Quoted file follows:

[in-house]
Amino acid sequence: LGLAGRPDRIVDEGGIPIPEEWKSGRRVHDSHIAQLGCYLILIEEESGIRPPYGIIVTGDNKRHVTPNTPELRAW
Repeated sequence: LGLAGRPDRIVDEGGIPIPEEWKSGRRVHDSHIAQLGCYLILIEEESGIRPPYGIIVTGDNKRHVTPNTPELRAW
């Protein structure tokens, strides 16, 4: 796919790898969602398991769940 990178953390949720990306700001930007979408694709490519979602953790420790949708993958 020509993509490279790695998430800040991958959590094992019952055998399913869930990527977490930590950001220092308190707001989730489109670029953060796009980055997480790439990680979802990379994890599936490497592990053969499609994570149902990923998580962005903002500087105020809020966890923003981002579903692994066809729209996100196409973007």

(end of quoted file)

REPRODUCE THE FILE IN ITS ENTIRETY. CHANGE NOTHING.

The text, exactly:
[in-house]
Amino acid sequence: LGLAGRPDRIVDEGGIPIPEEWKSGRRVHDSHIAQLGCYLILIEEESGIRPPYGIIVTGDNKRHVTPNTPELRAW
Repeated sequence: LGLAGRPDRIVDEGGIPIPEEWKSGRRVHDSHIAQLGCYLILIEEESGIRPPYGIIVTGDNKRHVTPNTPELRAW
């Protein structure tokens, strides 16, 4: 796919790898969602398991769940 990178953390949720990306700001930007979408694709490519979602953790420790949708993958 020509993509490279790695998430800040991958959590094992019952055998399913869930990527977490930590950001220092308190707001989730489109670029953060796009980055997480790439990680979802990379994890599936490497592990053969499609994570149902990923998580962005903002500087105020809020966890923003981002579903692994066809729209996100196409973007």